Benjamin Franklin Butler Papers (N)

Documents in this Collection:

Mr Coons conduct evinces the most total disregard of all good feelings or principles. If by the time you receive this you have not red. satisfactory accounts from him I wish you would send some capable person out to take possession of all the property there belonging to me & so to dispose of it as will be most to my advantage.
Sender: MVB
I was happy to be remembered by you and can assure you I was not less pleased with your letter than I was amused with the lines enclosed. I shall take great pleasure in delivering your message to Mrs. Dunn & Mrs. Gardinier the latter has been spending some time in Kington and I believe is still there. The story goes that a certain Senator’s attention last summer to a certain lady in Market... Continue Reading
Recipient: MVB
I am a sorry fellow for not sooner acknowledging the obligations I really feel for your last letter. I assure you it gave me great pleasure. Nothing serves so well to season the perpetual gossip & perpetual dissipations of this Sodom as an occasional letter from a kind hearted & sensible female friend. Christina writes me occasionally & Mrs. Taylor commenced a correspondence with me... Continue Reading
Sender: MVB
I am gratified to perceive that you take so considerable an interest in the case of young O <Sullivan>. He is one of the <illegible> & worthiest youths I ever knew. Gov Dickerson is a very kind hearted man & will be very ready to all he can possible <to> promote the wishes of your correspondent. It is <illegible> most proper from the <relationship> in which I... Continue Reading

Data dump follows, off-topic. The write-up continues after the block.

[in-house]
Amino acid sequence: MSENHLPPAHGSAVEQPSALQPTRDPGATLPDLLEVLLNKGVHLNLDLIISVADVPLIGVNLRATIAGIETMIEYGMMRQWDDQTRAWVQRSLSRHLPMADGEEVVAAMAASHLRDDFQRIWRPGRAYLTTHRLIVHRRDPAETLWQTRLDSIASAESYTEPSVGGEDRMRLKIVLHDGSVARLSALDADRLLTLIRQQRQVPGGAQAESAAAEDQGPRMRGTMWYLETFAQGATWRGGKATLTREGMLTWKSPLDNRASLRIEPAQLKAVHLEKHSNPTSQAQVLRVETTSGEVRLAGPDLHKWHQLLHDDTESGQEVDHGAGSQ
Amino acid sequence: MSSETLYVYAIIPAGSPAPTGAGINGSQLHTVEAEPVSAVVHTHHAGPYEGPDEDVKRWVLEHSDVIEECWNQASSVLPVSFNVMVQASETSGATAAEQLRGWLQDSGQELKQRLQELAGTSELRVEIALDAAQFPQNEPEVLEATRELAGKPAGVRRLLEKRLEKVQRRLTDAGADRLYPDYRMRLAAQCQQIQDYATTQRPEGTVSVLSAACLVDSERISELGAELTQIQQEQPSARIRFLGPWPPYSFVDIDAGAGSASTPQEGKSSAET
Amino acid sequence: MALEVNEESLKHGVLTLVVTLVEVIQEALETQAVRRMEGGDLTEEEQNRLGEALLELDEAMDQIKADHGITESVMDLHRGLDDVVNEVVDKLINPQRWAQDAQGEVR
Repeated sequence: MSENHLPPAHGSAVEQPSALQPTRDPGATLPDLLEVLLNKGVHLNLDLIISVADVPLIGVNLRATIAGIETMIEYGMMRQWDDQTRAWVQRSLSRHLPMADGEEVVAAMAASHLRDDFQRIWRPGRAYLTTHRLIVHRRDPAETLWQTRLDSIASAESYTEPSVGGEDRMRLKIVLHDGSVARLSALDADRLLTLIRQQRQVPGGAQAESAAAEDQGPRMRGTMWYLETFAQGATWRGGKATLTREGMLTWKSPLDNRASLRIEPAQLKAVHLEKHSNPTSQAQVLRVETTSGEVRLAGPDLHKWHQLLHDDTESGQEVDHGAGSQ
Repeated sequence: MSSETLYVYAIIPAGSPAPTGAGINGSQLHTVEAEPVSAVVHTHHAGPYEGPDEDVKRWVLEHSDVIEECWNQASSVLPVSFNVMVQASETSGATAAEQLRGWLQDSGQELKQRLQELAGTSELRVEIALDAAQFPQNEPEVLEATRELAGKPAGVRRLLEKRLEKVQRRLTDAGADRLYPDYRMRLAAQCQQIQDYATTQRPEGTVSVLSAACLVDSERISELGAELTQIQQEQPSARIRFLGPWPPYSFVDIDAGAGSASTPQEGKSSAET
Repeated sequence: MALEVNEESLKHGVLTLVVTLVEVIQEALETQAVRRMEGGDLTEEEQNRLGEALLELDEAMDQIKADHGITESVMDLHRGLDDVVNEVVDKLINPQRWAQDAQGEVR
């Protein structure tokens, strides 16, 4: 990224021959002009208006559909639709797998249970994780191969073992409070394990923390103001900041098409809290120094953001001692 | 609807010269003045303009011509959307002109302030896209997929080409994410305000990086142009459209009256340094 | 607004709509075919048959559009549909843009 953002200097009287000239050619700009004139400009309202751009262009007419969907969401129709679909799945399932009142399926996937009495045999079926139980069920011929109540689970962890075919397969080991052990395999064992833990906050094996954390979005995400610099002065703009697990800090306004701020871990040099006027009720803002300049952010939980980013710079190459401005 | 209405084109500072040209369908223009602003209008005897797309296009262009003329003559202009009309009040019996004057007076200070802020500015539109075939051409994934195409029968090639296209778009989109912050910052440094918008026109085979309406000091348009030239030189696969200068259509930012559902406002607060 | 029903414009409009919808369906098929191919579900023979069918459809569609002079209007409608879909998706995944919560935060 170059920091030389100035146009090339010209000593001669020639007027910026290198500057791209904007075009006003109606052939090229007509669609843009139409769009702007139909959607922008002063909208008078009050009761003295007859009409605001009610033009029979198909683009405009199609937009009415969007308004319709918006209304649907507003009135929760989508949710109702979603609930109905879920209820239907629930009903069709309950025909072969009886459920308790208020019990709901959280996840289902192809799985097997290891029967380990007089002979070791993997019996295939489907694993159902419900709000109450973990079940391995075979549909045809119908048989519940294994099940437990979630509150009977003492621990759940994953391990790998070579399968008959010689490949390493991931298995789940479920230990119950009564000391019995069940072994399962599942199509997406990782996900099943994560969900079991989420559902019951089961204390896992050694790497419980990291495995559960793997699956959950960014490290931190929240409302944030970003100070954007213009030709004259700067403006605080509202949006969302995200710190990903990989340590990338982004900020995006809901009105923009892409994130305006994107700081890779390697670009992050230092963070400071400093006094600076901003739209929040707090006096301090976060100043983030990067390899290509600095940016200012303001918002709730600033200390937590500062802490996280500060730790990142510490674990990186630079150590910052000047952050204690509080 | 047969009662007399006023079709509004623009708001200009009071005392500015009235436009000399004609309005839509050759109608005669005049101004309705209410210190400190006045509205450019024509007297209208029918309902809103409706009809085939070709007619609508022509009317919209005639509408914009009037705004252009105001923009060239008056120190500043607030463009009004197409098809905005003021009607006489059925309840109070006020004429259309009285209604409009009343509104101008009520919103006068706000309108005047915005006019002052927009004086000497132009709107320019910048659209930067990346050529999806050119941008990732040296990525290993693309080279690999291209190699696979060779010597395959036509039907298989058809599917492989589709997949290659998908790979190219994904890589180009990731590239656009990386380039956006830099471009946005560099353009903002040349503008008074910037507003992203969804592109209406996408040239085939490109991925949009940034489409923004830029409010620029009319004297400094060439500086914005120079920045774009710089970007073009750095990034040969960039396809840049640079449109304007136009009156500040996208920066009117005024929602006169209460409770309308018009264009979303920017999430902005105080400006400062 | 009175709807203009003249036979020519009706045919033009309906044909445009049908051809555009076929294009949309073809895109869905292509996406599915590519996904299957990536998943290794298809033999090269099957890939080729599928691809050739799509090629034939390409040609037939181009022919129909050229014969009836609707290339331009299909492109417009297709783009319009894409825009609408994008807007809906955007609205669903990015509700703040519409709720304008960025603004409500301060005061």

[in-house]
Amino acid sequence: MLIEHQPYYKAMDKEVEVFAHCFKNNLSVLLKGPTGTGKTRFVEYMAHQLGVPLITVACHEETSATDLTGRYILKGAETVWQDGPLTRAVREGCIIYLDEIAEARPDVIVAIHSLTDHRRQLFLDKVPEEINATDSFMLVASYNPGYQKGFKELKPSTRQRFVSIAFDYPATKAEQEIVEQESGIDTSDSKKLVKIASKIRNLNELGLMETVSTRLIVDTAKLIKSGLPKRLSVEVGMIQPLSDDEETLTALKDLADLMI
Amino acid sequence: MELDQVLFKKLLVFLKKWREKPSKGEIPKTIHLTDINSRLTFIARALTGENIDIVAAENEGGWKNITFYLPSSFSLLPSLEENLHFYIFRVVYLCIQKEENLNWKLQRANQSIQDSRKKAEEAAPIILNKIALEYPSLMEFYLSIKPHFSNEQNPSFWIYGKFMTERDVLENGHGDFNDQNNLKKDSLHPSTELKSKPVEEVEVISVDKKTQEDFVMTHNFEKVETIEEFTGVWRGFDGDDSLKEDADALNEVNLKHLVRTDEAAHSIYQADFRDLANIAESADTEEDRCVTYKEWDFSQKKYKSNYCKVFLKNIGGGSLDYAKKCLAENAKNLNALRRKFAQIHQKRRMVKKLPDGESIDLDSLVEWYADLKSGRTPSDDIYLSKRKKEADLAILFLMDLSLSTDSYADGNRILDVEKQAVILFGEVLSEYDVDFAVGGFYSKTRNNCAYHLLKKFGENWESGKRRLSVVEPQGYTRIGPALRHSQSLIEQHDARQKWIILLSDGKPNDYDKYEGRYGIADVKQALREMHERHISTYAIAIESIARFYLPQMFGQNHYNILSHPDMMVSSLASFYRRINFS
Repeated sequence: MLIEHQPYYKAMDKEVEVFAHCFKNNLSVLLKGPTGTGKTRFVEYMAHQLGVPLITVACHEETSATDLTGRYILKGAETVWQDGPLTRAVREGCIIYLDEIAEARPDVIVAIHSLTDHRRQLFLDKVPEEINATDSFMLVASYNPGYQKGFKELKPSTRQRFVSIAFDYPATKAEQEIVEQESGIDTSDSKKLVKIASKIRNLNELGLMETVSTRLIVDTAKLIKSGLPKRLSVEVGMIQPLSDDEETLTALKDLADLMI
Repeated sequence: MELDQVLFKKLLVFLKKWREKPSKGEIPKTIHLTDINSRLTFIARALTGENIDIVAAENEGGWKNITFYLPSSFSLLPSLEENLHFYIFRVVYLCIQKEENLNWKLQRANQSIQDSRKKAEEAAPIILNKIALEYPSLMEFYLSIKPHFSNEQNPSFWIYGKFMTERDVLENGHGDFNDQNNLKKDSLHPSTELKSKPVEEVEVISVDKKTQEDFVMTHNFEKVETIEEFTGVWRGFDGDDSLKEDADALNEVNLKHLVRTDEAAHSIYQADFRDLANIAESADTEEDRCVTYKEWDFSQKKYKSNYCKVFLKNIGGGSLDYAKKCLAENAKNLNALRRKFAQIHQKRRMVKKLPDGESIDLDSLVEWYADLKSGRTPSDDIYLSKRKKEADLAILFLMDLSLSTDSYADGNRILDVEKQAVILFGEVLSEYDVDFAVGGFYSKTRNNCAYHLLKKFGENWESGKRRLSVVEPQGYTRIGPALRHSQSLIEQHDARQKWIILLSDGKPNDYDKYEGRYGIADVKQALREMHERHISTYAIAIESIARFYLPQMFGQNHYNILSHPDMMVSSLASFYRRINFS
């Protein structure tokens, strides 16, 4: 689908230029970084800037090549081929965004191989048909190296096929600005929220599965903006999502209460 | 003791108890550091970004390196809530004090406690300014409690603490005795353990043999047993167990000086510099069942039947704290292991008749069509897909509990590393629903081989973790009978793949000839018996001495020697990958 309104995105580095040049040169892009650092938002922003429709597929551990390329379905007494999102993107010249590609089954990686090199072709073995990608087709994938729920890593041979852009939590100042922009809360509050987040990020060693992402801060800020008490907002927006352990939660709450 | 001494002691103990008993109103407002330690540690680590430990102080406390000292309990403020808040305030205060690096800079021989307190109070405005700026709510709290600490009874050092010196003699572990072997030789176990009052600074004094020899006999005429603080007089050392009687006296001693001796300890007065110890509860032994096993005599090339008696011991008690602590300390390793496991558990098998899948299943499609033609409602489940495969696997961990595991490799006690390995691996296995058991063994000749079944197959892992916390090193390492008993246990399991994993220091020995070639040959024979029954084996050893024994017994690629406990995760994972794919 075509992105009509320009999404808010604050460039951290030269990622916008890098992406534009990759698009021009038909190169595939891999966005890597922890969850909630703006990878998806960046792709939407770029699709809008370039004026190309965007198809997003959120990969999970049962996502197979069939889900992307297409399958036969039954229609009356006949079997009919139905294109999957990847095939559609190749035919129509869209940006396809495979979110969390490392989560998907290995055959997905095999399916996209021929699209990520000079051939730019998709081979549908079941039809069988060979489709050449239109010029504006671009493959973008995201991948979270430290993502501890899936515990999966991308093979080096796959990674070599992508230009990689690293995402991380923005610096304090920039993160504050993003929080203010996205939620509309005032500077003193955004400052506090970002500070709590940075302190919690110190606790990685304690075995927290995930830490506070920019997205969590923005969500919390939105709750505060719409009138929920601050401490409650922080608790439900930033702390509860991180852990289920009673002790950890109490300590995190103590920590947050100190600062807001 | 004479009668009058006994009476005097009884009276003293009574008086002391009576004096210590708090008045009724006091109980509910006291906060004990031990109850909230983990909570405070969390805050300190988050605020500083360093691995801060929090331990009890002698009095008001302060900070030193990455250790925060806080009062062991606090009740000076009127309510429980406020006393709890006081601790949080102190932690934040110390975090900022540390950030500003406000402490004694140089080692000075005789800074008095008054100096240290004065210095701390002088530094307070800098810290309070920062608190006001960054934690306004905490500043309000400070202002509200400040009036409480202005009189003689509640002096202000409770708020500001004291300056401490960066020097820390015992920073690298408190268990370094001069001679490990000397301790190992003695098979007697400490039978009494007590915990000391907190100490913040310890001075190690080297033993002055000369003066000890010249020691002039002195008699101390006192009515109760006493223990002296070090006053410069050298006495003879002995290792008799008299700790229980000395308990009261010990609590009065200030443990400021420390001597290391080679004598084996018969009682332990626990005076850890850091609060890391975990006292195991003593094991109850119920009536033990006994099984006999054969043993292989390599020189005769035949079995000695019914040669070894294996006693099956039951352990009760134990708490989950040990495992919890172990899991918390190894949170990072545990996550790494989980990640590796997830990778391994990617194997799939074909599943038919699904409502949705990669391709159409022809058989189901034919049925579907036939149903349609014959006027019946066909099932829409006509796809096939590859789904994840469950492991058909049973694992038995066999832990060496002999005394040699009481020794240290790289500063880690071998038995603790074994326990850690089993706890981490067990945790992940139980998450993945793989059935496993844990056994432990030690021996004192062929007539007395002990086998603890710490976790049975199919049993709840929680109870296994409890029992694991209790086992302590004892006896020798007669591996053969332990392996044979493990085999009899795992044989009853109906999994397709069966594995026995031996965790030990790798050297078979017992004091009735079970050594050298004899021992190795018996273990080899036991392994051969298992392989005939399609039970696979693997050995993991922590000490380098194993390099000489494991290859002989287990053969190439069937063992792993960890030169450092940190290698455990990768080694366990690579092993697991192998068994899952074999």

Sender: MVB
Enclosed is the bill of W. W. & T. L. Chester for floor covering. The money was to be sent on its arrival. As you have no funds in the Mechanick's & F. Bank, will you forward them a check on the Hudson Bank, payable to the order of W. W. & T. Chester, as they have requested? S. Allen yesterday shewed me a written Opinion of Mr. Emmett, agreeing with yours on the subject of the... Continue Reading
Recipient: MVB
Both your letters have been received, and though each of them deserves an answer, yet I must make out to attend to them both in a single sheet. For this purpose I will desert the French for tonight, and begin with the determination of spending as much time with my dear girl, and saying as many things to her, as circumstances will permit. Before I received your last, I was half sick with the... Continue Reading
I am at length at this fam famed metropolis, where we arrived at 5 O'Clock this afternoon & having been more fatigued by the ride from Baltimore here, than by all the former part of the journey, I shall say but little to you to night. The road from Baltimore was uncommonly good, which was to me an agreeable disappointment, as the members of Congress who pass it in the wet seasons in the fall... Continue Reading
On Saturday morning I most certainly expected to receive a letter from you, but was disappointed. Last evening I was again disappointed, but to night when I heard of Mrs. Stanleys arrival I felt confident that a long letter from my dear wife was about to greet my eyes & warm my heart, and with that expectation I lost but little time before calling at her lodgings. From the size of the package... Continue Reading
I recd. last evening your letter of Wednesday & Thursday, & shall anxiously await the receipt of another communication, in the hope of hearing that your health is improved. This morning I supposed I should be able to leave here in time to reach home on Monday night, Mr. Foot having proposed to me to give up the idea of arguing our Factory cause this term, to which I joyfully agreed,... Continue Reading